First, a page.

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Gastric emptying after elective abdominal aortic aneurysm surgery: the case for early postoperative enteral feeding.
OBJECTIVE: To assess gastric emptying with a view to early postoperative enteral nutrition after elective abdominal aortic aneurysm (AAA) surgery. METHODS: The paracetamol absorption test was used to assess gastric emptying in 13 consecutive patients at 6, 18 and 32 h following elective AAA surgery. All patients received postoperative analgesia with marcaine given via an epidural catheter during the first 48 postoperative hours. Normal emptying was defined as an area under the plasma paracetamol concentration curve at 60 min (AUC-60) of > 600 mg/min/l. RESULTS: The median time to normal gastric emptying was 18 +/- 7.7 h. One patient (7.6%) had normal emptying at 6 h, nine (69%) at 18 h and 12 (92%) at 32 h. The nasogastric tubes were removed at a median of 3.2 days after surgery, and enteral feeding was commenced on day 4. CONCLUSIONS: Gastric emptying was normal 18 h post-AAA surgery as assessed by the paracetamol absorption test. In view of the importance of maintaining an intact gastrointestinal mucosa, enteral nutrition may be commenced on the second postoperative day. (+info)
Comparison of NHS and private patients undergoing elective transurethral resection of the prostate for benign prostatic hypertrophy.
OBJECTIVES: To compare the operative thresholds and clinical management of men undergoing elective transurethral resection of the prostate for benign prostatic hypertrophy in the NHS and privately. DESIGN: Cohort study of patients recruited by 25 surgeons during 1988. SETTING: Hospitals in Oxford and North West Thames regions. PATIENTS: Of 400 consecutive patients, 129 were excluded because of open surgery (nine), lack of surgeons' information (three), and emergency admission (117) and three failed to give information, leaving 268 patients, 214 NHS patients and 54 private patients. MAIN MEASURES: Sociodemographic factors, prevalence and severity of symptoms, comorbidity, general health (Nottingham health profile) obtained from patient questionnaire preoperatively and reasons for operating, and operative management obtained from surgeons perioperatively. RESULTS: NHS and private patients were similar in severity of symptoms and prevalence of urinary tract abnormalities. They differed in four respects: NHS patients' general health was poorer as a consequence of more comorbid conditions (49, 23% v 7, 13% in severe category); the condition had a greater detrimental effect on their lives (36, 17% v 2, 4% severely affected; p < 0.01); private patients received more personalised care more quickly and were investigated more before surgery, (29, 54% v 60, 20% receiving ultrasonography of the urinary tract); and NHS patients stayed in hospital longer (57, 27% v 3, 6% more than seven days; p < 0.001). CONCLUSIONS: Private patients' need for surgery, judged by symptom severity, was as great as that of NHS patients, and there was no evidence of different operative thresholds in the two sectors, but, judged by impact on lifestyle, NHS patients' need was greater. (+info)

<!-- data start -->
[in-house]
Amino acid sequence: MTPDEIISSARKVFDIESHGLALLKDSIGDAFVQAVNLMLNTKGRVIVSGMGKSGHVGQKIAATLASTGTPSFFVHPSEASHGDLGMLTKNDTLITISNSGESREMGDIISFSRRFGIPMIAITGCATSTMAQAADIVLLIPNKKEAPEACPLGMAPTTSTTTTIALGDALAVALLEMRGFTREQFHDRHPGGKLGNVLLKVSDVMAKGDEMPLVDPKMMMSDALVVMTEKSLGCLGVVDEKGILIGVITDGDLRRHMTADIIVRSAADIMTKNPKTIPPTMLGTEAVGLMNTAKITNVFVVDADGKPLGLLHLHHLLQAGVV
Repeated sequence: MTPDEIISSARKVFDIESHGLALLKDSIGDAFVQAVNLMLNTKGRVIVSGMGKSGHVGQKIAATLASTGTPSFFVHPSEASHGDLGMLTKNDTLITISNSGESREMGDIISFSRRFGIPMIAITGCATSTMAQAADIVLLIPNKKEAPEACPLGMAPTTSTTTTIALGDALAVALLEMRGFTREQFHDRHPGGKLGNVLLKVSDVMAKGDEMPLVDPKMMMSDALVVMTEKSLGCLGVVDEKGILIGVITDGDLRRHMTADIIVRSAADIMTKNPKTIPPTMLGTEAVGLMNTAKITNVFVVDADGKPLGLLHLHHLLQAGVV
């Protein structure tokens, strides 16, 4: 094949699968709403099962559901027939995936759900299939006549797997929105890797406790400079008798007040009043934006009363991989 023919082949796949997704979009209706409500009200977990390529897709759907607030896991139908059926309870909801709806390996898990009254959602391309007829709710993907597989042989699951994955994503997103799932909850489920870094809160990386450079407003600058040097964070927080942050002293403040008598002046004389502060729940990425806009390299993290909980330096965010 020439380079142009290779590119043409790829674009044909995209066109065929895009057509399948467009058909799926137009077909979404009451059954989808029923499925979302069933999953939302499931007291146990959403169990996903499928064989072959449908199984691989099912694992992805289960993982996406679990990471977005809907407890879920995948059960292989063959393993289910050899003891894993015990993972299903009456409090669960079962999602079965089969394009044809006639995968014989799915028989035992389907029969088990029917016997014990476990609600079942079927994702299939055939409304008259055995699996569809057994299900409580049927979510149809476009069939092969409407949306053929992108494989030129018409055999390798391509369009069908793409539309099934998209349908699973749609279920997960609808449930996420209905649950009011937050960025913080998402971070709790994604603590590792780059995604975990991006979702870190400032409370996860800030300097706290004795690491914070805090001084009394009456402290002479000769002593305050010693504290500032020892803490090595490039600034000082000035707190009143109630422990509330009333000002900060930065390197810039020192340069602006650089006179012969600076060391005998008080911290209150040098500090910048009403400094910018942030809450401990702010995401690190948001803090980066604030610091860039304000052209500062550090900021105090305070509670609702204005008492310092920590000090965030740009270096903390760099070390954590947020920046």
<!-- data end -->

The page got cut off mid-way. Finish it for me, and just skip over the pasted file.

Direct costs of coronary artery bypass grafting in patients aged 65 years or more and those under age 65.